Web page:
The Ministerial Dialogue reaffirmed last year’s Manila Declaration, which pledges both sides to “enhance the defense, interdiction, and apprehension capabilities of the Armed Forces of the Philippines.” But relying on Washington, the Philippines has shirked investing in its own forces. Manila’s military is small, its capabilities derisory. The Philippines’ defense priorities have always emphasized the army, given the country’s internal security problems. The navy and air force have languished for decades. The navy’s flagship is a 46-year-old American cast-off.

Defense spending is anemic, less than 1 percent of GDP. The International Institute for Strategic Studies reports that since America’s withdrawal from the country in 1992, “perennially low defense budgets have thwarted efforts to develop any significant capability for conventional warfighting or deterrence.” President Aquino’s promise to strengthen the military has so far yielded no results. Naturally, the Philippines wants America to provide more equipment, including aircraft. Manila also has been panhandling for aid among Australia, Japan, and South Korea.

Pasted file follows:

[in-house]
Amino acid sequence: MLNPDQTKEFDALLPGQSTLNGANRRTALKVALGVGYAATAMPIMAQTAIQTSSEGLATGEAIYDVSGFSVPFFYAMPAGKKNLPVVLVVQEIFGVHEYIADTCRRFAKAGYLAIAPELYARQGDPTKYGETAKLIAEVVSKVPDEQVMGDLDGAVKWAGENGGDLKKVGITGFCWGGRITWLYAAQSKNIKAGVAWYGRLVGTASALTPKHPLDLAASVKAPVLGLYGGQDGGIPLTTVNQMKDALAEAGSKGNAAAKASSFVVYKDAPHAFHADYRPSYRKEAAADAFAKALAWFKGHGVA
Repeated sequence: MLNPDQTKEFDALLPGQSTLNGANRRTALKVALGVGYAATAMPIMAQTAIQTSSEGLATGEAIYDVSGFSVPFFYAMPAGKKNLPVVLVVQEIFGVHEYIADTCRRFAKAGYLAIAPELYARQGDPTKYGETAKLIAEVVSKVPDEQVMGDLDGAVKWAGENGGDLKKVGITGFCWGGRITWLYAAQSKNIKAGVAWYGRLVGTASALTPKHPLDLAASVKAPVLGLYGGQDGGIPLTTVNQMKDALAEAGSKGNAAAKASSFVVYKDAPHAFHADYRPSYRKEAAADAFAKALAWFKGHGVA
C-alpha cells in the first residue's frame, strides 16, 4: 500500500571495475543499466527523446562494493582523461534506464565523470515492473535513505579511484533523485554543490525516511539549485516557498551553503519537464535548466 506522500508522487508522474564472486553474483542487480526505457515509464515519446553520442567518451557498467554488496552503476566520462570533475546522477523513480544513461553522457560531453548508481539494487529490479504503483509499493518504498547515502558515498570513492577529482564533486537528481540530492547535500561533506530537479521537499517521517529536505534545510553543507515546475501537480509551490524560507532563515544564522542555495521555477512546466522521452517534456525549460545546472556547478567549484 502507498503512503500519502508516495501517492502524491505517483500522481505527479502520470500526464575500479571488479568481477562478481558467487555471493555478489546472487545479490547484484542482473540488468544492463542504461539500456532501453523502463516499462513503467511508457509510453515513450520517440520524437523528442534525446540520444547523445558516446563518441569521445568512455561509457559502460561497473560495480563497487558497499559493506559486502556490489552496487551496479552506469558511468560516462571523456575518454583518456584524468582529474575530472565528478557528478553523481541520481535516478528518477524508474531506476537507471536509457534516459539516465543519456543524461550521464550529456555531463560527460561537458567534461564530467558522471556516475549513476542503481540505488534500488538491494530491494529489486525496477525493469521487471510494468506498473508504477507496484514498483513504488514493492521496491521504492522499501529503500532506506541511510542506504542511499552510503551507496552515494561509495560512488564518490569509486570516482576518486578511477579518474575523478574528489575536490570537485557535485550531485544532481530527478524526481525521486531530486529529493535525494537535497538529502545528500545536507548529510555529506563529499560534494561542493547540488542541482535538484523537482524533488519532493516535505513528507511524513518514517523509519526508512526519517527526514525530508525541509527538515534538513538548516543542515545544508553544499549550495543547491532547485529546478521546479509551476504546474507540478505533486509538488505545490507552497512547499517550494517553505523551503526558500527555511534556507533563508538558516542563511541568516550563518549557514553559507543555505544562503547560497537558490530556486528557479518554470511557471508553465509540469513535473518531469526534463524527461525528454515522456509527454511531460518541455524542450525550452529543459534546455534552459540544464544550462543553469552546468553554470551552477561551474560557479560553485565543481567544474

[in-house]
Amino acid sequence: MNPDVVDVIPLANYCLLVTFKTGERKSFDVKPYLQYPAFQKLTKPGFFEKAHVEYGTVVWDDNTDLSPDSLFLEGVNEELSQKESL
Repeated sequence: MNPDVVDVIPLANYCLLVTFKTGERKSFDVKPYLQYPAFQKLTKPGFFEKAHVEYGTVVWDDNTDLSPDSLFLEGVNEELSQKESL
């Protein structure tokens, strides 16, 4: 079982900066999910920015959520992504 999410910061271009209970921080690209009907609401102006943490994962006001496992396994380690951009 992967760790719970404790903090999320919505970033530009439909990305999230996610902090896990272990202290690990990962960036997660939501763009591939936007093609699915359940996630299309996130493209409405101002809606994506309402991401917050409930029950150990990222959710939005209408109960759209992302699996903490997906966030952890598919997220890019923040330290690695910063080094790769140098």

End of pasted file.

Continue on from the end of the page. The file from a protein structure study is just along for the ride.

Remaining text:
Unfortunately, U.S. charity only reduces the pressure on the Philippines to adopt serious reforms and contribute substantial resources to its own defense. After another Filipino-Chinese naval confrontation last year, President Aquino promised the military an extra $255 million. But even that amount won’t go very far in creating an effective navy and air force.